Can a keto diet help manage menopause symptoms?

Stopping smoking

Some research has linked smoking with a higher risk of hot flashes around menopause.

A 2015 study found that people who quit smoking were less likely to have hot flashes over 7 years. If hot flashes occurred, they were less severe and less frequent compared with those who continued to smoke. This was especially true for those who had quit smoking at least 5 years before.

Get some tips for quitting smoking.

Managing weight

People with obesity can be more prone to severe hot flashes, and some research suggests that losing weight may help improve symptoms.

What are 10 ways to lose weight during menopause?

Measures for managing stress can help during a hot flash and may help reduce the frequency and severity of hot flashes.

Breathing exercises

Hot flashes can cause anxiety, leading to a release of a hormone called epinephrine. Epinephrine can further increase body temperature and sweating.

Deep, slow breaths may help a person stay calm during a hot flash.

Here are some breathing exercises that might help:

Here are 8 breathing techniques to try.

Keeping calm

The intensity of hot flashes can cause a sense of panic, intensifying symptoms. Relaxing activities may help reduce the severity and frequency of hot flashes.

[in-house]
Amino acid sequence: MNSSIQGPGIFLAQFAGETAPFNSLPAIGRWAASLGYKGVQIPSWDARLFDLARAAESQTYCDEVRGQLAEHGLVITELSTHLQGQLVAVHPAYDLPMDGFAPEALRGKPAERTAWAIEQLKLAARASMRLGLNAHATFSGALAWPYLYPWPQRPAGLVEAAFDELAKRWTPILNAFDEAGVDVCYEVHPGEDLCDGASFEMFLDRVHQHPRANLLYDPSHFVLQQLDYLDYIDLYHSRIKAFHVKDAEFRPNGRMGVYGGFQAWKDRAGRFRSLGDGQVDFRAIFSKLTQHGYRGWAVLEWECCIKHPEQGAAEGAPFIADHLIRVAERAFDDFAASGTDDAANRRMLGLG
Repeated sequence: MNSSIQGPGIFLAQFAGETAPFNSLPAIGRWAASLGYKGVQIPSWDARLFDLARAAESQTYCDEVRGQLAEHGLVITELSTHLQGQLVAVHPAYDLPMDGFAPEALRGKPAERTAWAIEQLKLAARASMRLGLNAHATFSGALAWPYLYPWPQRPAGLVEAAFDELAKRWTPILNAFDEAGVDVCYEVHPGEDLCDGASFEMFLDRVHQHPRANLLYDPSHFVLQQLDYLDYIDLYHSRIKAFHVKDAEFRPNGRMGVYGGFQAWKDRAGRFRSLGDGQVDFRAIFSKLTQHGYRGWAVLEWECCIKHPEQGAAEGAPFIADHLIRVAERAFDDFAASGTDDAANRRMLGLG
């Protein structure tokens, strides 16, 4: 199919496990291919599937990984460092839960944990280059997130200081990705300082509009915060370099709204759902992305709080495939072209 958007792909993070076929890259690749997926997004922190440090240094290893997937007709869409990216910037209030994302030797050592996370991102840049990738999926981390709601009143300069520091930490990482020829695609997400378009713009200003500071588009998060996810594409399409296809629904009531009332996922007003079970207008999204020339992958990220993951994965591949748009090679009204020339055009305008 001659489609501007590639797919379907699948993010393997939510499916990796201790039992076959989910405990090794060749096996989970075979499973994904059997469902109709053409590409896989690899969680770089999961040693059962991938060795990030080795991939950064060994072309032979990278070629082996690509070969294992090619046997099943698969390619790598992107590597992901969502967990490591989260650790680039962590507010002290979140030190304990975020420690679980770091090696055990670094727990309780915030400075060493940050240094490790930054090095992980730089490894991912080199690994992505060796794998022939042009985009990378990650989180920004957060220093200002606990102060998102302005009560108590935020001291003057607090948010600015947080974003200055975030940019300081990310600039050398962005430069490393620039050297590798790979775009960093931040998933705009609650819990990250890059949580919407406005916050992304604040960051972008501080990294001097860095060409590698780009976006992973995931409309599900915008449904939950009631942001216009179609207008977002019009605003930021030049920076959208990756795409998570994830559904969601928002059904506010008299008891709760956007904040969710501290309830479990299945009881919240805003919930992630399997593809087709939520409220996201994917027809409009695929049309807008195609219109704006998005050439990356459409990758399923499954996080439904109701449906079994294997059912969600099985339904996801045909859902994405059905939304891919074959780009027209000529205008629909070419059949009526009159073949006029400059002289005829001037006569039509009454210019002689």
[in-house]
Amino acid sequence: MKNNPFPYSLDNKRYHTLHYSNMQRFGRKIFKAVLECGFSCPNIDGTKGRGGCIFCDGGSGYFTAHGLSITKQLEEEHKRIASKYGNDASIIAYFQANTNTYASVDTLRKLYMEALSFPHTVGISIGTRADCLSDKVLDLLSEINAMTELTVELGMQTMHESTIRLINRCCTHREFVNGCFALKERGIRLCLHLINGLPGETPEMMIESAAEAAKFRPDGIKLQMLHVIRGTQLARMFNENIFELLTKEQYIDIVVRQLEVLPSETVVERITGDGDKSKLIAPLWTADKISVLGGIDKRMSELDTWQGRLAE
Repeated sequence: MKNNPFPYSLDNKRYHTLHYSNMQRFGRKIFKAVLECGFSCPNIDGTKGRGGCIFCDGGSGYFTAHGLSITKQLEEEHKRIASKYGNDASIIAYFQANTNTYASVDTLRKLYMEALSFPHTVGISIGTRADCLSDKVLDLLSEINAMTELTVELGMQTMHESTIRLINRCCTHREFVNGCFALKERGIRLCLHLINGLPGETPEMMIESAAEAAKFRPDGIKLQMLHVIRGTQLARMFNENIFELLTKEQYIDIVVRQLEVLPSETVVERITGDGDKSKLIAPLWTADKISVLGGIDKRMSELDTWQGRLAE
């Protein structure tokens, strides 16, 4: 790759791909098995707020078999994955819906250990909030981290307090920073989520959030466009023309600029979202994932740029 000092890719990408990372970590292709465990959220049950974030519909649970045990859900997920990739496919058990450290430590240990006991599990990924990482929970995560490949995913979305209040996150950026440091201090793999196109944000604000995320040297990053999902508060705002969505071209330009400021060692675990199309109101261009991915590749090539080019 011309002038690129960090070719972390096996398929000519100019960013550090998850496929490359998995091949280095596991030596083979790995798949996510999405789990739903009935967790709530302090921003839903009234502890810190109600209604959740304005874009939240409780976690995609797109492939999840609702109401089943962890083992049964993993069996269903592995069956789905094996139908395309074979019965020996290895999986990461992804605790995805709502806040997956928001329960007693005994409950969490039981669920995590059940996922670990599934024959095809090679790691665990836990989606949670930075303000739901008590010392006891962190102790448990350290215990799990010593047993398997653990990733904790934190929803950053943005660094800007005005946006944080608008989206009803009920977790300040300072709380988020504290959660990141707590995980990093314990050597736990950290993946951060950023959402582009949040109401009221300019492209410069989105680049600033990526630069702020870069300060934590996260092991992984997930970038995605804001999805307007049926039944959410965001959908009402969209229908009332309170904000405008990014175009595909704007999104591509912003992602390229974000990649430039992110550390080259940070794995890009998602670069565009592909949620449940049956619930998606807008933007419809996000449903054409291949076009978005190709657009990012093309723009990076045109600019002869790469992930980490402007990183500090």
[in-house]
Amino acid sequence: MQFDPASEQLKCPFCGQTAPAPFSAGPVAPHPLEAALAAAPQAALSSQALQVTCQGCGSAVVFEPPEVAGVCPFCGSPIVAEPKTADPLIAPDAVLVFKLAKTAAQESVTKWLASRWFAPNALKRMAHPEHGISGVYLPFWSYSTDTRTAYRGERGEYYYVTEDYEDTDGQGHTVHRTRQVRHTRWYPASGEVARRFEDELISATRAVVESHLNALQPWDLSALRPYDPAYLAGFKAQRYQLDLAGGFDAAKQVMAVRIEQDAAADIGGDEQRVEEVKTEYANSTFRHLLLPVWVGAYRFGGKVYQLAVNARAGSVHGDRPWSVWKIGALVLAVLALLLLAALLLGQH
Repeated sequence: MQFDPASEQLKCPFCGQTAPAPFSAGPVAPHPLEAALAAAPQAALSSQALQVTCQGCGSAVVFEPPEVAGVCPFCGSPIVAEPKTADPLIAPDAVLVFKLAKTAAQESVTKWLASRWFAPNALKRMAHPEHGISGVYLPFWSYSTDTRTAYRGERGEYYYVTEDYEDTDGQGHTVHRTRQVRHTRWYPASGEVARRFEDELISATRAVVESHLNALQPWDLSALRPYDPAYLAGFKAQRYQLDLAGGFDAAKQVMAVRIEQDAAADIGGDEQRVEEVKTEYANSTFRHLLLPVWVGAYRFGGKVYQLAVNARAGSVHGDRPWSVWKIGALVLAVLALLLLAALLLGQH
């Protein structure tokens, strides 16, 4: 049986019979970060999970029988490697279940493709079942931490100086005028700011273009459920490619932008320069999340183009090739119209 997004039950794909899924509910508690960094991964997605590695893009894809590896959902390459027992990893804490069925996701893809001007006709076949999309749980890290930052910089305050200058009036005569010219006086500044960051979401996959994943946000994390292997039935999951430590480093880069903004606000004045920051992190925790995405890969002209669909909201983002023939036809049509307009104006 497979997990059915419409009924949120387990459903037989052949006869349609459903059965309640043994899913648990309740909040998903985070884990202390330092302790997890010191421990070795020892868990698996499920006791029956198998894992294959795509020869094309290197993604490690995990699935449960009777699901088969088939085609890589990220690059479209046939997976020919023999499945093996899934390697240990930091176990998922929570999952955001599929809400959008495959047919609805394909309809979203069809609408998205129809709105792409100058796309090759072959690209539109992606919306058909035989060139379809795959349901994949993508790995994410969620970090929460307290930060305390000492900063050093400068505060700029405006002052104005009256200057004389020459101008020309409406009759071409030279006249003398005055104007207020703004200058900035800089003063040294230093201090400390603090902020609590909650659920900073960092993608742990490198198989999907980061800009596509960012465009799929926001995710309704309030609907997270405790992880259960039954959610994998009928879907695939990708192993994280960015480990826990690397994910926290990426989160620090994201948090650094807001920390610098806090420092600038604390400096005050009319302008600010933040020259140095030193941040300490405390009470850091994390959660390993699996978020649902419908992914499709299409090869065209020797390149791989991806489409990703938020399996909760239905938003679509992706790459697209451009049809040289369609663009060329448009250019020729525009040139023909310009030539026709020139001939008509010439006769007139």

The following types of exercises may help reduce overall stress:

Anyone experiencing persistent anxiety and stress should speak with a doctor who can recommend treatment.

What is the link between anxiety and hot flashes?

Acupuncture

A 2017 review concluded that people who had either acupuncture or simulated acupuncture experienced relief from hot flashes compared with those who received no acupuncture.

This suggests that acupuncture may help but for psychological rather than physical reasons.

Traditionally, people have used a variety of plant products, such as herbal supplements, to treat hot flashes. Many people use them, and some say they are helpful.

However, the National Center for Complementary and Integrative Health (NCCIH) notes there is no evidence that phytoestrogens, herbs, or other dietary supplements can reduce the symptoms of menopause.

The Food and Drug Administration (FDA) does not regulate the quality, strength, or composition of herbal and plant products. As a result, dosing, purity, and safety recommendations depend on the particular supplement, brand, and product.

Supplements and herbs can also interact with some medications and affect individuals differently. People should always check with a doctor before using a supplement or herbal remedy.

How safe and effective are menopause supplements?

Phytoestrogens

Many plants contain compounds called phytoestrogens or “dietary estrogens,” such as isoflavones, present in soy. Phytoestrogens can bind to human estrogen receptors. Plant-based estrogens may help increase the effect of estrogen in the body.